Cotopaxi: climbing a monstrous volcano

I’ve never been that big of a sporter. Don’t get me wrong, I enjoy some sports and in my own country I go everywhere by bike, which I consider to be my daily workout. So even though I heard that climbing the Cotopaxi would be a tough as nails, I was confident enough about my shape to take up the challenge. So I enthused some travel buddies to come with me and so we went…

Our trip started early in the morning with a bus ride to this monstrous (world’s highest) active volcano. The surroundings seemed peaceful, though not quite lively. Partly due to the weather conditions (very cold), it had this grey haze all over it. When the Cotopaxi itself popped into view it inmediately caught my eye. What a beauty is this “Neck of the Moon”, because that is what Cotopaxi means in Quechua, the language of the indigenous Andes inhabitants.

A few minutes away from the entrance of the National Park Cotopaxi, the bus stopped at a mini-store to let us buy lots of chocolate and coca leaves, both highly recommended when you set out to a altitude that high as we were going today. Still confident about our condition we didn’t think we would really need this, but when you get the chance to legally try the plant that is the base of cocaine, you’ll do so of course. Our guide explained us that we should put a certain amount of leafs in the back of our cheeks and just let it sit there untill we felt something. While the bus took us further uphill, untill 4500 meters, we definitely started to feel something. No high energetic feeling whatsoever, but an insistent pain in our jaws caused by carrying 2 chunks of coca in our mouths for all this time. Thus far my drugs experience. The first thing I did when we arrived is was spitting it all out.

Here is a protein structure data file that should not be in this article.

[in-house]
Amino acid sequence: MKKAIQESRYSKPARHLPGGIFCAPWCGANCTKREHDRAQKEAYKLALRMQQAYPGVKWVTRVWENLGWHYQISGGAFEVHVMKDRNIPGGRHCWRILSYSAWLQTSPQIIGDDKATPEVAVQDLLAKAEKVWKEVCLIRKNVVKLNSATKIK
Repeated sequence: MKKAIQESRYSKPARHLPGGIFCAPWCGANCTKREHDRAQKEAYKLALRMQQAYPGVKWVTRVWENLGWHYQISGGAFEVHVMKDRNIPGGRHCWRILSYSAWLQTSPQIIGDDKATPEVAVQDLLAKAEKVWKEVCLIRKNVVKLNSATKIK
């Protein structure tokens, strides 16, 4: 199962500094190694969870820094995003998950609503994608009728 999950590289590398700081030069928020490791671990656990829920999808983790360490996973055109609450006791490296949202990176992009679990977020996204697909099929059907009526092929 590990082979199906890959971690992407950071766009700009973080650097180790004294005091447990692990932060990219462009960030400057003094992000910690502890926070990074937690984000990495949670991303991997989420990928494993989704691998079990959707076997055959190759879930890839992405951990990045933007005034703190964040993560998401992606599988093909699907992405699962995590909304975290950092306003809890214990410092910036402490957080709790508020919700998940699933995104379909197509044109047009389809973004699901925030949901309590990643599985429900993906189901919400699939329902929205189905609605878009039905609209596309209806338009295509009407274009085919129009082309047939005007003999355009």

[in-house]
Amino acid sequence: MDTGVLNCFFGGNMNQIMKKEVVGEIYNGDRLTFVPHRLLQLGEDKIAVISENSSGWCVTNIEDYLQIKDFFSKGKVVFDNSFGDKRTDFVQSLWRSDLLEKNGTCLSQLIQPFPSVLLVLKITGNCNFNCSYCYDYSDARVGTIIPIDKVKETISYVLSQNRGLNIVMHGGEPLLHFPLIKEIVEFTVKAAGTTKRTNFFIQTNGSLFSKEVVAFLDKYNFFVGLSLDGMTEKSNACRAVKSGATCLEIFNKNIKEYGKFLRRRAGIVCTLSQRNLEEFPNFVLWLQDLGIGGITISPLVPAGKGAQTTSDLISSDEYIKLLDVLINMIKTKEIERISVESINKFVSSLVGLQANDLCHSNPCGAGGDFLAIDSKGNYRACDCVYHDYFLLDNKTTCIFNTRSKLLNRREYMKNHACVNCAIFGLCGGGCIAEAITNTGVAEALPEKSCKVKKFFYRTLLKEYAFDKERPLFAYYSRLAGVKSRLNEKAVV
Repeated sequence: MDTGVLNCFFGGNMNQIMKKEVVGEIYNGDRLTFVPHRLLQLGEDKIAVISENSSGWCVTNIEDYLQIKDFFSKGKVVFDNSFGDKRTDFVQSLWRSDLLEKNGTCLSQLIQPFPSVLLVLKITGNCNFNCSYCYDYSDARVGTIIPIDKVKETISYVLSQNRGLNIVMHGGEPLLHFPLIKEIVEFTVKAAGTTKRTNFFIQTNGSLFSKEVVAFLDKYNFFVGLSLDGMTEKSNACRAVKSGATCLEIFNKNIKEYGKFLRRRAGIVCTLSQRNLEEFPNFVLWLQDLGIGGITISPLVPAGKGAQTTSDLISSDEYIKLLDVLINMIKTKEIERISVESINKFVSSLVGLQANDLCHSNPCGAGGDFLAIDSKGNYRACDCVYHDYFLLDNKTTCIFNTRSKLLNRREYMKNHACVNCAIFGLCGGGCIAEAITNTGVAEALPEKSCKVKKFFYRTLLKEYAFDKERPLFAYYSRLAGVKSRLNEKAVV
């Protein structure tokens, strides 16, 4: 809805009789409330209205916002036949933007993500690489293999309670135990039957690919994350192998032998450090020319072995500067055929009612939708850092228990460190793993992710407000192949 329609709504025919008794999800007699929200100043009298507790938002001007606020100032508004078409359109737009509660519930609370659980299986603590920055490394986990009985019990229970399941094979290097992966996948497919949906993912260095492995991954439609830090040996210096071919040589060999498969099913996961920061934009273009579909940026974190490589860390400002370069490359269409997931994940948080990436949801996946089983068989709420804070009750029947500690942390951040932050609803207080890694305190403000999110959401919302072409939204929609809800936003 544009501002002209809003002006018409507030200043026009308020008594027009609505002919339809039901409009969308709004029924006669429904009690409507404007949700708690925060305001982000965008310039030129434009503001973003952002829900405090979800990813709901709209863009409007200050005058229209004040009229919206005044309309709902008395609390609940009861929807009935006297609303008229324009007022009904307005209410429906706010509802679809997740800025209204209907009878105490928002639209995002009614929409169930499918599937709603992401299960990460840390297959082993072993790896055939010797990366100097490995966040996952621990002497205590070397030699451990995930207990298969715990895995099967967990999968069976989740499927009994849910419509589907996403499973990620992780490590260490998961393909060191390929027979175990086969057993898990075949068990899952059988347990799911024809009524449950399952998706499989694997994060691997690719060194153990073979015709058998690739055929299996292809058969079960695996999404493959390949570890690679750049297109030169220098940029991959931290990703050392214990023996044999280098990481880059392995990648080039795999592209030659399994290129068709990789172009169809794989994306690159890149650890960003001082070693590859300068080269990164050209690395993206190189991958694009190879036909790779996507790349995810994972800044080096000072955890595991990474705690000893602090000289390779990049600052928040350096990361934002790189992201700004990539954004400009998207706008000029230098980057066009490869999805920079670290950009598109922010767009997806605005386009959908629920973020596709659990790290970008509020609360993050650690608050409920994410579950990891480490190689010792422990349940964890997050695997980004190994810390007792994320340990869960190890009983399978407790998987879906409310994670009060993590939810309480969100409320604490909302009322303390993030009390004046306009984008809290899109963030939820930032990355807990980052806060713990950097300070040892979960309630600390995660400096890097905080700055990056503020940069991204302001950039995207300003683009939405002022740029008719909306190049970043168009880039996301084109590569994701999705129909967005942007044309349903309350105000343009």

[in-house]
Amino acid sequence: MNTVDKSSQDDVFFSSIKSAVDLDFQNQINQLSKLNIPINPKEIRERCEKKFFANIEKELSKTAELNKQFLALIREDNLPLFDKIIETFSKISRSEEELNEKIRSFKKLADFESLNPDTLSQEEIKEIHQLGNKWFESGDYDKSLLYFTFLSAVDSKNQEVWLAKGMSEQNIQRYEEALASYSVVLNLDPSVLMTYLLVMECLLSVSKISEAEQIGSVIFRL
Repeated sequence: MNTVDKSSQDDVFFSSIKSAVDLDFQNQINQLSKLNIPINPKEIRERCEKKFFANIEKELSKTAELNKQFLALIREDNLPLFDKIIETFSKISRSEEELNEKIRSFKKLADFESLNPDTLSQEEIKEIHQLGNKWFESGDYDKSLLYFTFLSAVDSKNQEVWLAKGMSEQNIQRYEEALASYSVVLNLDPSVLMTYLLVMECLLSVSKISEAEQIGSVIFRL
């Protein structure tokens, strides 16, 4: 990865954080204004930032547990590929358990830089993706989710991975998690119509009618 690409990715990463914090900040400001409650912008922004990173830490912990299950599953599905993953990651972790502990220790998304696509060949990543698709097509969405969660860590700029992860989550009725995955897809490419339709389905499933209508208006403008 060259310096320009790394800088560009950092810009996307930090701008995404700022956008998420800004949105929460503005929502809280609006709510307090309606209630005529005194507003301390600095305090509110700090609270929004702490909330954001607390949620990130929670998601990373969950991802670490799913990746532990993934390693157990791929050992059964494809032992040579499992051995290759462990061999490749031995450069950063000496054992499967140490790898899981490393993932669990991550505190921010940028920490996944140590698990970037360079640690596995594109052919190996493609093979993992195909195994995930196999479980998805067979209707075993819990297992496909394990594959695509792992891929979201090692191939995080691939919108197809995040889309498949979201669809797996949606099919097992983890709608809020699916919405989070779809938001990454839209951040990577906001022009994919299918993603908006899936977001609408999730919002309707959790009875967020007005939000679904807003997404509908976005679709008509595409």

We put on our hats, scarfs and gloves and got acclimatized to this freezing place. From this point the serious climbing began. I was told we were going to climb 300 meters in about half an hour. Again I thought: piece of cake! But from the first step on I felt my body didn’t respond the way I was used too. It felt like it was fooling me. My heart beat like crazy and after every 10 meter (not kidding) I had to stop to catch a breath. The mist was so thick that at some point I couldn’t even see my fellow group members that were right in front or behind me. Some 45 minutes later, the last ones (including me) arrived at the memorable altitude of 4864 meters, where we as happy as a clam started sipping our well deserved hot chocolate. Unfortunately the weather conditions weren’t good enough to continue our journey to the glaciers.

When we returned to the point where we started climbing, our bikes were ready to get on. The descent was awesome and the view amazing! And who thinks that going downhill is all about laying-back and relaxing is wrong. Big parts of the road were so steep and slippery that the only way to go down safely was to apply the brakes non-stop. The day after I had muscle pains in parts of my body I didn’t even know I had muscles. But the aches faded away and the emotion of having beat this monster of a volcano and having extended my own physical boundaries dominated the rest of the week.

Written by: Margaretha Gommers